Remember Dennis Ruhnke? The Kansas farmer who sent one of his only N95 masks to Governor Cuomo so he could pass it along to a healthcare worker in New York?
The 73-year-old is now being honored for the heartfelt gesture by the university he was forced to drop out of in 1971 after his father died.
Back in March, a letter Ruhnke sent to Gov. Cuomo, along with the N95 mask, was publicized when the governor read the letter aloud at a press briefing.
Despite the fact that Ruhnke’s own wife is immunocompromised, the couple felt it was their duty to share what little they had with New Yorkers as the state was quickly becoming an epicenter of the coronavirus outbreak.
In his letter, Ruhnke asked that the governor make sure the mask made its way to a New York doctor or nurse helping COVID-19 patients.
Cuomo was deeply moved by the gesture and became emotional as he read the letter aloud.
“You want to talk about a snapshot of humanity,” Cuomo told reporters. “You have five masks, what do you do? Do you keep all five? Do you hide the five masks, do you keep them for yourself or others? No, you send one mask. You send one mask to New York for a doctor or nurse. How beautiful is that? How selfless is that? How giving is that?” Cuomo said.
Cuomo tweeted on April 24, “This is humanity at its best. I share his letter as inspiration.”
I received this letter from a farmer in northeast Kansas. His wife is ill and he is aging.
He sent me 1 of 5 N95 masks he has from farming to pass on to a doctor or nurse in New York.
This is humanity at its best. I share his letter as inspiration. pic.twitter.com/Fa4h5LH9rL
— Andrew Cuomo (@NYGovCuomo) April 24, 2020
Nearly 50 years ago Ruhnke left Kansas State University— two credits short of a degree— to take his late father’s place running the family farm.
Following Ruhnke’s selfless act, the school has granted the retired farmer his diploma.
The ceremony took place at the Kansas statehouse on Tuesday. Alongside masked Kansas Governor Laura Kelly and Kansas State University President Richard Myers, Ruhnke was awarded his long-awaited degree.
Over the years, watching his wife, sister, and two sons graduate from K-State, Ruhnke so longed for the opportunity to complete his degree.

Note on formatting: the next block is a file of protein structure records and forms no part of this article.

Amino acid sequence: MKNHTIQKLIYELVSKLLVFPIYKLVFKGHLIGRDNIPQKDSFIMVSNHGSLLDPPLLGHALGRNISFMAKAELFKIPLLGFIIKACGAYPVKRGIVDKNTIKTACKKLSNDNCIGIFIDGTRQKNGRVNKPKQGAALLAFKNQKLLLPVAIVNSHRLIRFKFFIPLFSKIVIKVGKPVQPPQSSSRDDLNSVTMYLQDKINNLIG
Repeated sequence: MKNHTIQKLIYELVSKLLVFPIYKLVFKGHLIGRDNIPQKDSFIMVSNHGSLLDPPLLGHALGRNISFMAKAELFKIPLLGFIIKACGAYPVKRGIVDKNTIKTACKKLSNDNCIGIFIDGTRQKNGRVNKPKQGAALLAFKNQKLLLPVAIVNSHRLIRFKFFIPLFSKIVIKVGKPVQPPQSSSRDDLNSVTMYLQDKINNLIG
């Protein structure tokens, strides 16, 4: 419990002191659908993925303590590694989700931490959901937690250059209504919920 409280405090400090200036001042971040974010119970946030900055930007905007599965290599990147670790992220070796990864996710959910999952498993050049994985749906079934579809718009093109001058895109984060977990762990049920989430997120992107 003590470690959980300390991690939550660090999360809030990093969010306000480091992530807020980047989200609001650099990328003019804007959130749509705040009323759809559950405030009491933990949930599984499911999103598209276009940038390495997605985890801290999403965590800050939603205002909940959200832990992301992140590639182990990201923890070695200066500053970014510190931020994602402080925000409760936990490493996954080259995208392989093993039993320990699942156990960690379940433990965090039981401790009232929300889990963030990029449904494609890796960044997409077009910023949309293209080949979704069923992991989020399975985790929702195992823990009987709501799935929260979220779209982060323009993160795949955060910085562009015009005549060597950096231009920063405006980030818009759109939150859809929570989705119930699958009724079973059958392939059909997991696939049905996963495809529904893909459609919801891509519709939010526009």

A decade ago he considered going back to school but found that his credits were no longer recognized, and he would have to start at the beginning.
“Given the insurmountable obstacles such an endeavor posed for a retired farmer in Troy, Kansas, Dennis quietly filed the dream away,” Kelly said in her speech at the ceremony.
But then Myers caught word of the N95 mask Ruhnke gifted to New York, a place the farmer had never even visited but felt called to support.
Myers and university officials reached the conclusion that Ruhnke’s lifelong experience in agribusiness more than compensated for his two missing credits and decided to grant him his degree.
“Dennis is a Kansas agriculturist in every sense of the word, and today, we’re simply giving him the paperwork to make it official,” Kelly said.
After receiving his diploma, Ruhnke admitted that after almost half a century, he’d given up on the idea of ever finishing his degree. He continued to say, that since sending the mask, the outpouring of support he’s received has changed his life.
“It would not have happened had I not mailed in that one N95 mask to Gov. Cuomo for a first responder in March,” Ruhnke said. “I guess they call it karma. Many of those who have written to me and thanked me asked how they can help.”
“Just pay it forward as much as you can afford to do so,” he continued, “to honor all of those who have lost their lives to the COVID-19 virus, and also honor the first responders who, in some cases, have even lost their own lives in the line of duty— the ultimate sacrifice.”
Congrad-ulations Dennis Runhke!